- Citing an excerpt from a book for the purpose of publishing a research work is “Fair use” but paraphrasing the book or someone else’s published article is copyright infringement.
Doctrine of Fair Use in India
Under Indian law, the Copyright Act of 1957, states in its provisions that fair dealing with a literary, dramatic, musical, or artistic work that is not a computer program is not an infringement of copyright.
The term “Fair dealing” includes anything excluding a computer program that is used for the purpose of
(i) “private or personal use,” including research;
(ii) criticism or review of that work or any other work;
(iii) reporting on current events and affairs, including reporting on a lecture given in public.
Reproducing a literary, dramatic, musical, or artistic work for news reporting in a newspaper, magazine, or similar periodical; broadcasting; filming; photographing; utilizing clips from a performance or broadcast in news reporting; or for genuine review, teaching, or study falls under the fair use or fair dealing provision. Making copies or modifications to a computer program by the rightful owner for the purpose for which it was provided or to provide temporary relief against loss, destruction, or damage to the software is likewise protected under the umbrella of fair use.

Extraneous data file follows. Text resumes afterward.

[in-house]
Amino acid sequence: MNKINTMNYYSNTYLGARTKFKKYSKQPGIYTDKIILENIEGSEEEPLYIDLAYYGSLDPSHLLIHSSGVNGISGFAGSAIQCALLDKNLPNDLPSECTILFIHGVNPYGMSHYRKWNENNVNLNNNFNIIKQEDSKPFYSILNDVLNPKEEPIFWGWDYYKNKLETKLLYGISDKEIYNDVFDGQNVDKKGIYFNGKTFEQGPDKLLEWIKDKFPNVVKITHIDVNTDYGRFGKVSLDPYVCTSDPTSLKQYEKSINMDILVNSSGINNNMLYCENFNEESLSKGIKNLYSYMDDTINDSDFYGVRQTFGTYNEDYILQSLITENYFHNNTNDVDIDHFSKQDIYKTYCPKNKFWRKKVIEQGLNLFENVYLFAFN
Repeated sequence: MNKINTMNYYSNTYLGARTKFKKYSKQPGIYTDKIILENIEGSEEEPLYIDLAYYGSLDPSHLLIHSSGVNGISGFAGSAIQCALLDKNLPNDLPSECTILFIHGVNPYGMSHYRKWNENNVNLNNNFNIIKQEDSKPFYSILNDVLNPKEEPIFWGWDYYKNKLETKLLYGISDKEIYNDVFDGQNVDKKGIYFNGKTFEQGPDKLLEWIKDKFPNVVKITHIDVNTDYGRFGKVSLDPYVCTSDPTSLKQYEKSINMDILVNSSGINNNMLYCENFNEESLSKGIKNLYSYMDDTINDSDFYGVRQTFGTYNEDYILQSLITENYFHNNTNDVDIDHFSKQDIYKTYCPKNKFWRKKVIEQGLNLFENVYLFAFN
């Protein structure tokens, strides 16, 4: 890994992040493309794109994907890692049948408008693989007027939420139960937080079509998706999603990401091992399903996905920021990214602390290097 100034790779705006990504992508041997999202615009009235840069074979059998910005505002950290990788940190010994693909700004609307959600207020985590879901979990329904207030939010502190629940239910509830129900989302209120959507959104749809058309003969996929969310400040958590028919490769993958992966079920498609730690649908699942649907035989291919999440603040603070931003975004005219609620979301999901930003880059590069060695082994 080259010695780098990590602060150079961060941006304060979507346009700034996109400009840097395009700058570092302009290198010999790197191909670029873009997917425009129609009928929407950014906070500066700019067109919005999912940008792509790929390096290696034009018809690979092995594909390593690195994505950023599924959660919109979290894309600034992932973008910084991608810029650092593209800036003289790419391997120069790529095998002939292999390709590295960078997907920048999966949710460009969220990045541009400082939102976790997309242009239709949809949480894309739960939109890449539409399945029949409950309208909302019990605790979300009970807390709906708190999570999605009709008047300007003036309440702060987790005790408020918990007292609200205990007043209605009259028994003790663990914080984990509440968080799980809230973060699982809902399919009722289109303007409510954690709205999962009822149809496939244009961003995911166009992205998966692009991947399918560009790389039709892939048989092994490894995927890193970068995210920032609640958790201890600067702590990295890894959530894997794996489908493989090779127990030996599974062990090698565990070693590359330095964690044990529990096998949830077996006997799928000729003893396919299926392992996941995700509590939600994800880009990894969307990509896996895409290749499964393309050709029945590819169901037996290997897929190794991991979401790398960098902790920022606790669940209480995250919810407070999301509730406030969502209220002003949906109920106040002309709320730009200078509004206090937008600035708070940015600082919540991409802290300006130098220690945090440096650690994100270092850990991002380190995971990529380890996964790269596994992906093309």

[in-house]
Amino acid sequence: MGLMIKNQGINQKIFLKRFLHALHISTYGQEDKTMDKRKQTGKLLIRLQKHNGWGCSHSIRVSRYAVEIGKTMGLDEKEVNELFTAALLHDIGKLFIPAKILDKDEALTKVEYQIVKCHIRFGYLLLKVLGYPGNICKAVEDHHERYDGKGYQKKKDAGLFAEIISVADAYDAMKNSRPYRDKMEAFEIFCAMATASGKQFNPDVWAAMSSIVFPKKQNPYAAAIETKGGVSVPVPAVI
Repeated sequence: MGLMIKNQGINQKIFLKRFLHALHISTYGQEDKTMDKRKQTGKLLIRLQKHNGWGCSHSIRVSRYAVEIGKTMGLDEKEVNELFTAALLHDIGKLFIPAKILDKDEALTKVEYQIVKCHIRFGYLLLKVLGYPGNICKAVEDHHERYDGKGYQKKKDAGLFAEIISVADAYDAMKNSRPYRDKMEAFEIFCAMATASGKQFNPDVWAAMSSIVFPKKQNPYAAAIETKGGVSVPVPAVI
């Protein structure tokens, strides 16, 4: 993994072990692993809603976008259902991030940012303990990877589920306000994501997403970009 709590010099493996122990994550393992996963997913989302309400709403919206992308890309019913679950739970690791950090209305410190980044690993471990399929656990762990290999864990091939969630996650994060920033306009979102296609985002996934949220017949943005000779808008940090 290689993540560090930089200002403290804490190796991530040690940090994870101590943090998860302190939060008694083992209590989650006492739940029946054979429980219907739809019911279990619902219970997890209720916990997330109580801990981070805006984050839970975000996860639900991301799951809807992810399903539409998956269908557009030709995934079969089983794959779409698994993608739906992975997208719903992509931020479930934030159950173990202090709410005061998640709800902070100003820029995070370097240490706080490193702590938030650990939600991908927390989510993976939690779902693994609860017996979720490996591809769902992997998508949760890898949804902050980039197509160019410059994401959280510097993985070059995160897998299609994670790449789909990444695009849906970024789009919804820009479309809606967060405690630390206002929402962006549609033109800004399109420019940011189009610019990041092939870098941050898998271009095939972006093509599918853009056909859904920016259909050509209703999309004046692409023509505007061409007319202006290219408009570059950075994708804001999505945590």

Examples of Doctrine of Fair Use
Under the principle of fair use, it is permissible to reference or incorporate the work of another author into your own without obtaining permission to do so. Copyright law provides several examples of fair use, including:
- Reviews and Commentary
Fair use typically applies to non-commercial uses, such as citing or excerpting a work in a review or criticism for illustrative or commentary reasons. It is acceptable for a newspaper column to include direct quotes from a book being reviewed.
- News reporting
Fair use includes citing articles and using brief quotations in a news report. A journalist would be permitted to quote from a political speech’s text without the politician’s permission.